They might also come with a built in timer to switch the screens on or off at different times of the day.

Anybody that has tried to switch off a bank of the same type TVs at once with a remote control will tell you things go wrong and some will stay on. So you push the Off button again on the remote and you end up with different ones on or off to before so a power on and off timer is very handy!

One other advantage they usually have is that the outer bezel is the same width on all sides and there is no makers name on the front that looks out of place if you mount it in portrait mode.

What about signage screen orientation?

Screens can be positioned in landscape orientation like your TV or positioned vertically in portrait mode.

There is no ‘best way’, and something like space might dictate which is best. However, to ensure the same media fits on all your screens it would be best to keep them all in the same orientation otherwise you will need to make two versions of everything.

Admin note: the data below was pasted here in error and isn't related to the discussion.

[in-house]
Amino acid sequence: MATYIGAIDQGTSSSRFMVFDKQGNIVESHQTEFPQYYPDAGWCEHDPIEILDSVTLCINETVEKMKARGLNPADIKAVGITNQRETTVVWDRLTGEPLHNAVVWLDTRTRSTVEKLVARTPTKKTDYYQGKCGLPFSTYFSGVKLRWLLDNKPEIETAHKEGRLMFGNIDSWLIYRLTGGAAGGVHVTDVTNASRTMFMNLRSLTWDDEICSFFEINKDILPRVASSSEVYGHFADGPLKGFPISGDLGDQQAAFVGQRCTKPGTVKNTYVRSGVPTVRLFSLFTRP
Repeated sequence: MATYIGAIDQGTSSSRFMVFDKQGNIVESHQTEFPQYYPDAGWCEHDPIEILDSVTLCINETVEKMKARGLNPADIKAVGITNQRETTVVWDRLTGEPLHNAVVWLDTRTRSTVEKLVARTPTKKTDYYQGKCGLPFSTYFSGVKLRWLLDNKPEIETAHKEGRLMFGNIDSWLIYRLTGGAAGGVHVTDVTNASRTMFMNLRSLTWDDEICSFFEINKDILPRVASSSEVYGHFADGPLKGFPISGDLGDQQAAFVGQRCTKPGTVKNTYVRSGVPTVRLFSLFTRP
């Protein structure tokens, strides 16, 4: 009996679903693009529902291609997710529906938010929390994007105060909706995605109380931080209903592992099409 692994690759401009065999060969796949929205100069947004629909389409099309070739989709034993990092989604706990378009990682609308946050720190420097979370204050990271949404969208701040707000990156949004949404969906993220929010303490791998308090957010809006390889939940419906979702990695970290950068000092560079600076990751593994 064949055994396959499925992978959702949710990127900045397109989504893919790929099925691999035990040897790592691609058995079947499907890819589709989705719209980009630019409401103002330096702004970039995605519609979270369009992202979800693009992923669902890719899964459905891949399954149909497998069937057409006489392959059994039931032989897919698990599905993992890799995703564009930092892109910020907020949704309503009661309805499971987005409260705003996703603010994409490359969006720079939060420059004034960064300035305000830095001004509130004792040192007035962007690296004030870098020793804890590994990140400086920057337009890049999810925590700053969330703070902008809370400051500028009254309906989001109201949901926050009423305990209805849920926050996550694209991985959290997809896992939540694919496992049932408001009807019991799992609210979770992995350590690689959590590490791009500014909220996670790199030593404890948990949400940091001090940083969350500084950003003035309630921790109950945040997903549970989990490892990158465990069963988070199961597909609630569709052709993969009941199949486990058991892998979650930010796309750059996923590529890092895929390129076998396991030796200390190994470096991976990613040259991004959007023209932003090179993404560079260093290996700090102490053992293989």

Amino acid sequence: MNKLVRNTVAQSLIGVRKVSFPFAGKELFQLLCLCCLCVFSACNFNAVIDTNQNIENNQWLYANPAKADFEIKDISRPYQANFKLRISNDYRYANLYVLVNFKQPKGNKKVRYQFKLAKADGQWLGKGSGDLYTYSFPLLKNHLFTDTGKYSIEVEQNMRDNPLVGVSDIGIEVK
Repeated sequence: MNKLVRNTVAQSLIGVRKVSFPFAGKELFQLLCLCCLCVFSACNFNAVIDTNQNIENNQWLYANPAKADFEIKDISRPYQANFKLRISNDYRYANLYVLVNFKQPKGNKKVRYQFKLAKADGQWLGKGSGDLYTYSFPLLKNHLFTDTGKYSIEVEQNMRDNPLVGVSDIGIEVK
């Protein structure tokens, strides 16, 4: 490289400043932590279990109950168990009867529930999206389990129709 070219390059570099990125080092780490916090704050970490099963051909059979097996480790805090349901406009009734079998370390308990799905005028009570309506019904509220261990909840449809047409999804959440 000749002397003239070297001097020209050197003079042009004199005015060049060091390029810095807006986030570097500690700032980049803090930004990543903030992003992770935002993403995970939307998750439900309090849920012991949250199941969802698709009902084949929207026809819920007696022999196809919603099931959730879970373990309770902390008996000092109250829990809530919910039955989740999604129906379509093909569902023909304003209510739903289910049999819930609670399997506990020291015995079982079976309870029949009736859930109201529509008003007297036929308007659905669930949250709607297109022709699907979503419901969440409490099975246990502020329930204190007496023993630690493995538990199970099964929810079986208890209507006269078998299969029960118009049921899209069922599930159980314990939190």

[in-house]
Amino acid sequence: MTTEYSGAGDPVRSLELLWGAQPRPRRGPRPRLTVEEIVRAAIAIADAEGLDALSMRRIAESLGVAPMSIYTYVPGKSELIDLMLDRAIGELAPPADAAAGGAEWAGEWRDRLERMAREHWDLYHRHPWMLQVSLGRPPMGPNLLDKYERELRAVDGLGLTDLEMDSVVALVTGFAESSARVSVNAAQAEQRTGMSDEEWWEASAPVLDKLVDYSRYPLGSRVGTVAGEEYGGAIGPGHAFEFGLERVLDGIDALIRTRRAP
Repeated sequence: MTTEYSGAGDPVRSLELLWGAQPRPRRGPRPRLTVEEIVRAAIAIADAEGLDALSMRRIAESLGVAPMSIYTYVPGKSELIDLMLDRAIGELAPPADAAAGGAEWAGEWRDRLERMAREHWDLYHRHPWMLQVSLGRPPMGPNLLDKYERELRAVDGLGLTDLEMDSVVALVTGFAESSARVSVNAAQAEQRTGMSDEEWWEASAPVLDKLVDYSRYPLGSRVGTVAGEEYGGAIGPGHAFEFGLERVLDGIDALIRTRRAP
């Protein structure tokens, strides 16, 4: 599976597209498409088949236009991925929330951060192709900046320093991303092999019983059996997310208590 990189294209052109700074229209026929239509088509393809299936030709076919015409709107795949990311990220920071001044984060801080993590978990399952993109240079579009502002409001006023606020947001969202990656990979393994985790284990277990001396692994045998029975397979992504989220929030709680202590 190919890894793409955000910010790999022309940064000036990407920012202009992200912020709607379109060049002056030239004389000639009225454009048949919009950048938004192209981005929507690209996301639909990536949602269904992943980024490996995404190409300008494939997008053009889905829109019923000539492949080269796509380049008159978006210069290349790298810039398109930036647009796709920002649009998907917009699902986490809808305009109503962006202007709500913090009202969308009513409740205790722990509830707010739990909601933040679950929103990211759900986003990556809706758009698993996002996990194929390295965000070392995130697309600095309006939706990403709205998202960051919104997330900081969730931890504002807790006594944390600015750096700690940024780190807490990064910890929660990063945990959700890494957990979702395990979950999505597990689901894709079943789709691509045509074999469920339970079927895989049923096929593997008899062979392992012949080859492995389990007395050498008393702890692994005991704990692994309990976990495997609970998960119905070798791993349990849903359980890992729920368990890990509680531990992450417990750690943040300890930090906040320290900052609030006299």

A screen in portrait mode can be split into three sections, and each section will be more or less the same aspect ratio as a widescreen display.

Three screens in portrait mode are also more or less the same aspect ratio as a normal widescreen display if you wanted to put an image across all three of them.

Advertising screens are often positioned in portrait mode so if you are planning on displaying video on them you will either need to have it made especially for that orientation or to maintain the normal aspect ratio and display it on a third of the screen.

Which operating system do signage players use?

Signage players typically run Microsoft Windows, but can also be using Linux, Android and Chrome.

Windows

Systems running Windows are easier for the end user to fix or administer as due to its widespread use people are familiar with it. Windows 10 home versions aren’t the best option as the Windows update can’t be switched off so you might find the screen out of action for a while when it decides to do a huge update.

Ideally you would set the updates to happen during the night when nobody is looking at the screens.

On the professional version, update can be switched off.